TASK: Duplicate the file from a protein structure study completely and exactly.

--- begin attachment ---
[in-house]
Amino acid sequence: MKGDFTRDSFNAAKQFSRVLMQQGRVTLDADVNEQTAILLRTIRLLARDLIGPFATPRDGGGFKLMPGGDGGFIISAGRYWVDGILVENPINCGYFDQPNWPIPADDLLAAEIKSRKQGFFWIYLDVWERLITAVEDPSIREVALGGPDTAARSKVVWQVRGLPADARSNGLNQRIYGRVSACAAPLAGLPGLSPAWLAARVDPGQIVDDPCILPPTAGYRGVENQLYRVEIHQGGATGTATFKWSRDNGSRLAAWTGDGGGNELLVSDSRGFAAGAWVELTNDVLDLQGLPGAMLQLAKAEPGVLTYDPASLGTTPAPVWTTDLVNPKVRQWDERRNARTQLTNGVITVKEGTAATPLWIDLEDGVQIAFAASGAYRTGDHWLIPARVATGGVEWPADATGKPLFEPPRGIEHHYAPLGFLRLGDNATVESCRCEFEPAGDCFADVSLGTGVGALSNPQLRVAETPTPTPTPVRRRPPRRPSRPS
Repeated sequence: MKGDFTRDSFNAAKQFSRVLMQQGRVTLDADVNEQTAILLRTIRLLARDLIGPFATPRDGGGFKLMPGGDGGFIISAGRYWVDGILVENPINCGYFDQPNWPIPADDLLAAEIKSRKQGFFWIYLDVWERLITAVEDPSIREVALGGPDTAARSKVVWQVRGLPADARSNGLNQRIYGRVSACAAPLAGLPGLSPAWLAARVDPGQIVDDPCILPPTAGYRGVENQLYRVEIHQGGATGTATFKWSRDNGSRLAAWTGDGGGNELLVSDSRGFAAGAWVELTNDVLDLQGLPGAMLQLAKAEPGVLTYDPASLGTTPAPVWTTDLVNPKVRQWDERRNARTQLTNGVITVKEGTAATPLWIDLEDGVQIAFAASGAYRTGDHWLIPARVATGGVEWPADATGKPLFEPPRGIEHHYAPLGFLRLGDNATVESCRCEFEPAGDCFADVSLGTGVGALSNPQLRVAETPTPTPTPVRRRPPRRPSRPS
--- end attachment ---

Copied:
[in-house]
Amino acid sequence: MKGDFTRDSFNAAKQFSRVLMQQGRVTLDADVNEQTAILLRTIRLLARDLIGPFATPRDGGGFKLMPGGDGGFIISAGRYWVDGILVENPINCGYFDQPNWPIPADDLLAAEIKSRKQGFFWIYLDVWERLITAVEDPSIREVALGGPDTAARSKVVWQVRGLPADARSNGLNQRIYGRVSACAAPLAGLPGLSPAWLAARVDPGQIVDDPCILPPTAGYRGVENQLYRVEIHQGGATGTATFKWSRDNGSRLAAWTGDGGGNELLVSDSRGFAAGAWVELTNDVLDLQGLPGAMLQLAKAEPGVLTYDPASLGTTPAPVWTTDLVNPKVRQWDERRNARTQLTNGVITVKEGTAATPLWIDLEDGVQIAFAASGAYRTGDHWLIPARVATGGVEWPADATGKPLFEPPRGIEHHYAPLGFLRLGDNATVESCRCEFEPAGDCFADVSLGTGVGALSNPQLRVAETPTPTPTPVRRRPPRRPSRPS
Repeated sequence: MKGDFTRDSFNAAKQFSRVLMQQGRVTLDADVNEQTAILLRTIRLLARDLIGPFATPRDGGGFKLMPGGDGGFIISAGRYWVDGILVENPINCGYFDQPNWPIPADDLLAAEIKSRKQGFFWIYLDVWERLITAVEDPSIREVALGGPDTAARSKVVWQVRGLPADARSNGLNQRIYGRVSACAAPLAGLPGLSPAWLAARVDPGQIVDDPCILPPTAGYRGVENQLYRVEIHQGGATGTATFKWSRDNGSRLAAWTGDGGGNELLVSDSRGFAAGAWVELTNDVLDLQGLPGAMLQLAKAEPGVLTYDPASLGTTPAPVWTTDLVNPKVRQWDERRNARTQLTNGVITVKEGTAATPLWIDLEDGVQIAFAASGAYRTGDHWLIPARVATGGVEWPADATGKPLFEPPRGIEHHYAPLGFLRLGDNATVESCRCEFEPAGDCFADVSLGTGVGALSNPQLRVAETPTPTPTPVRRRPPRRPSRPS